What Is The Cause Of Blood In Cats’ Poop?

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It’s hard to imagine non-cat people believing that cat guardians take the time to inspect what they’re removing from dirty litter boxes. However, our cat’s poop holds many clues as to how his body is functioning. Checking that everything looks normal in the litter box can keep your kitty in tiptop shape. As an illustration, the color of the blood in cat poop is like a red flag. It’s a sliding scale from the feline’s response to a bit of stress to the onset of a potentially deadly condition.

So, what exactly does blood in cat poop look like, what are some of the causes of blood in cat poop and how do you treat blood in cat poop?

Identifying blood in cat poop

Normal cat poop is brown, cylindrical and firm. A change in diet or health can alter any of these factors. While many abnormal conditions will right themselves quickly, some conditions won’t. Blood in cat poop requires immediate attention.

First off, it’s important to remember that not all blood in cat poop looks the same. And usually it’s not a huge bloody stool that you’ll find. More often times the poop of the cat is subtle — it appears as flecks. The degree and color of the mottling depends upon how much, and precisely where, the blood is coming from in the digestive system.

“Bright or light red comes from the lower intestinal tract,” says Dr. Justin Molnar, DVM and medical director at Shinnecock Animal Hospital. “Dark red or blackish colored blood comes from further up the intestinal tract and can signify a serious issue.”

What causes blood in cat poop?

Seeing light red to pinkish droplets of blood in the stool is most likely the sign of inflammation.  The causes of the inflammation can be via a wide range of situations from parasites of eating something disagreeable.

Colitis is the technical term for inflammation of the large intestines (colon). “Unfortunately, causes of GI issues don’t show up in blood work,” says Dr. Molnar. And sometimes the symptoms are successfully treated without ever fully knowing what caused the issues.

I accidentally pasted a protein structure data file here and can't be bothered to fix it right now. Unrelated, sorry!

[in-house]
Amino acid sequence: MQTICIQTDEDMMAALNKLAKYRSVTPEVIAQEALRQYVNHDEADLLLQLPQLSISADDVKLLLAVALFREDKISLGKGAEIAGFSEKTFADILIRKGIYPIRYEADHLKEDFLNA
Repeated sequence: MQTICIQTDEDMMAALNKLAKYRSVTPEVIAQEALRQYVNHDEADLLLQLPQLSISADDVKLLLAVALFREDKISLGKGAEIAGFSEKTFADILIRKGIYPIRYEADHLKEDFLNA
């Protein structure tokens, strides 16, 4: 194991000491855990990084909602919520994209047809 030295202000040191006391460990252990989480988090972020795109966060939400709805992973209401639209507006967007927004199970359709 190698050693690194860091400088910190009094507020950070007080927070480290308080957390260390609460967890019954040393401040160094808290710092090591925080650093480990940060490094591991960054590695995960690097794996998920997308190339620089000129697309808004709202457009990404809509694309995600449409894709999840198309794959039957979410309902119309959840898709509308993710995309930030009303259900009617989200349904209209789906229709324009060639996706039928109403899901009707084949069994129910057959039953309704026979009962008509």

Major causes of GI inflammation include:

Dietary issues (ingesting something foreign or food intolerance)

Stress

Parasites

Infection (i.e. giardia or coccidia)

Constipation

The presence of dark or tarry blood in the stool points to an issue further up the digestive tract either in the stomach or small intestine. The variety of causes spans the gamut of treatable to life threatening.

Predominant causes of dark blood in cat poop:

Kidney failure

Infection

Pneumonia

Blood clots

Poisoning

Blockage (foreign object lodged in the digestive tract)

Ulcers

Trauma

What to do about blood in cat poop 

For bright red or pinkish blood droplets, waiting a day can alleviate the issue. Colitis caused by stress can subside without intervention by removing the stressors. If the kitty has eaten something slightly disagreeable, it will usually pass quickly. Chicken broth, chicken-based baby food, or wet cat food can soften stools. However, if your cat is acting abnormal or sick, get him to the veterinarian right away. If he’s acting normal but he’s still got blood in his poop for more than 24 hours, get him medical attention. Dramatic weight loss also requires a medical exam.

If there are dark or tarry blood spots in the cat poop, that’s an immediate cause of alarm. Get to your vet ASAP. A battery of tests will most likely unearth the underlying issue. Your vet will determine which tests to run first — blood work, x-rays and sonograms should illuminate the issue. A seasoned veterinarian will be able to recommend which tests to run, and in which order, from the initial exam.

Don’t forget to take a stool sample to the vet’s office!

Treating blood in cat poop 

As mentioned above, eliminating stress and a quick tweak in your cat’s diet can provide fast results when the blood in cat poop isn’t that serious. Your animal medical professional will provide the prescriptions required to tackle parasites and infections.

Unfortunately, tarry stools can mean inpatient treatments and ongoing care. In some instances, surgery will be needed, like for a blockage. The most critical factor you can control is how soon you get your kitty to the veterinarian once you notice blood in cat poop. Only your veterinarian can determine the best treatment for the range of illnesses causing this discovery.

We are the health advocates  for our cats  to depend on (in addition to being their cat beds, play toys and tasty treat providers!). Inspecting their litter box “gifts” is one of the surest ways to thwart any medical issues — like blood in cat poop — before they become irreversible.

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